Japan needs woman power

Picture of Yuriko Koike campaigning in the elections for governor of Japan’s capital city in 2016
Yuriko Koike, Tokyo’s first female governor, is one of the few Japanese women in key positions of power. In 2007, she was briefly minister of defense (source: dpa)

  • Japan’s conservative culture discourages women from combining children and careers
  • As the country’s demographic trend worsens, more women’s participation in the labor force is essential
  • While traditionalist ruling elites have ignored this solution, societal change seems inevitable

Japan’s population is shrinking and aging rapidly. Its demographic projections for coming decades are getting ever more pessimistic, with some forecasts predicting that the country’s population, which currently stands at some 127 million, will shrink to 83 million by 2100.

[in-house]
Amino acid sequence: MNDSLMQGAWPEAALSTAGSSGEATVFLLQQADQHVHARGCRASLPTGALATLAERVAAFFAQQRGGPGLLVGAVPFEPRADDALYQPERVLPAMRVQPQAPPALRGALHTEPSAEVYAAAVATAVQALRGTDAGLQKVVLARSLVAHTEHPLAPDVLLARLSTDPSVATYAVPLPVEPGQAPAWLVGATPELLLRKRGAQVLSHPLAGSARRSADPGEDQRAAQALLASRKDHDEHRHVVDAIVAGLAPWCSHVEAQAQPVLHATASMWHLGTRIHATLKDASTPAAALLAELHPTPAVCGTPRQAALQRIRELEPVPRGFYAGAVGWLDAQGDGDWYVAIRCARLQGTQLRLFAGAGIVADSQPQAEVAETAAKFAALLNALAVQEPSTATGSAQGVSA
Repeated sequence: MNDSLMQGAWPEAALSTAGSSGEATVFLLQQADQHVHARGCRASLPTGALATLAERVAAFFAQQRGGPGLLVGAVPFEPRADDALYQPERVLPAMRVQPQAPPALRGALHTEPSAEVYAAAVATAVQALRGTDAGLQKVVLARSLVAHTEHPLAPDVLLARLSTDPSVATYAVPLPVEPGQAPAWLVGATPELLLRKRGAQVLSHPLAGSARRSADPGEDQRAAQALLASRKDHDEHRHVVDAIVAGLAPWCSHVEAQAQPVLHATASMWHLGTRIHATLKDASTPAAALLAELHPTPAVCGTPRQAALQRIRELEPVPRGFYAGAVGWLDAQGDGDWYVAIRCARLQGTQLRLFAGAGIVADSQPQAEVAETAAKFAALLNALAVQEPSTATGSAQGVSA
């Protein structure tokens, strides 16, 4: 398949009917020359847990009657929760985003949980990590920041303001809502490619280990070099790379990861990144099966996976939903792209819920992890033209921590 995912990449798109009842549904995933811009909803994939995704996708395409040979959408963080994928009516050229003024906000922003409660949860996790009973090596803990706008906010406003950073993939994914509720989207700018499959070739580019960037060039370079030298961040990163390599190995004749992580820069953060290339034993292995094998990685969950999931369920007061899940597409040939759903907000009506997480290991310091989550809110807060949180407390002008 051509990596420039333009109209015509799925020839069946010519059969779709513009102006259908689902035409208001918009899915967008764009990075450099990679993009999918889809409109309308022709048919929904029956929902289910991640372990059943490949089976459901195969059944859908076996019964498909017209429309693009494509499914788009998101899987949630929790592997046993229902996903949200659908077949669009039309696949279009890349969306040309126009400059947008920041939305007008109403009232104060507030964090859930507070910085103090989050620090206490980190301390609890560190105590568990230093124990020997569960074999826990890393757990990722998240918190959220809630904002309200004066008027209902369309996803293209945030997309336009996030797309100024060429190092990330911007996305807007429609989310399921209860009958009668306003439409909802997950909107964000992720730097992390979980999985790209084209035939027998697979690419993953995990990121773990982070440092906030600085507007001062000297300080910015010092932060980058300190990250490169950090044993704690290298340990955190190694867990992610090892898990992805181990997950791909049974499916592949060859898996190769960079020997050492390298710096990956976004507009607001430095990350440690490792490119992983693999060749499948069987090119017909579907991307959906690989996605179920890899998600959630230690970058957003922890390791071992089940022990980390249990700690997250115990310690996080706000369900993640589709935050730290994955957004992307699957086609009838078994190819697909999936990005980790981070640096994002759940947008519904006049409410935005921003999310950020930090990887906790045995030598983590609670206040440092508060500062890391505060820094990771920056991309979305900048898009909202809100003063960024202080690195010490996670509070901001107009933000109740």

While such long-term prognostication is inherently uncertain, one thing is already apparent: Japan is suffering from a demographic crisis that strains the existing social security system, damages its labor market and impairs its industrial competitiveness.

In addressing these complex challenges, strategies for empowering Japanese women and incorporating them into the economy will be of pivotal importance.

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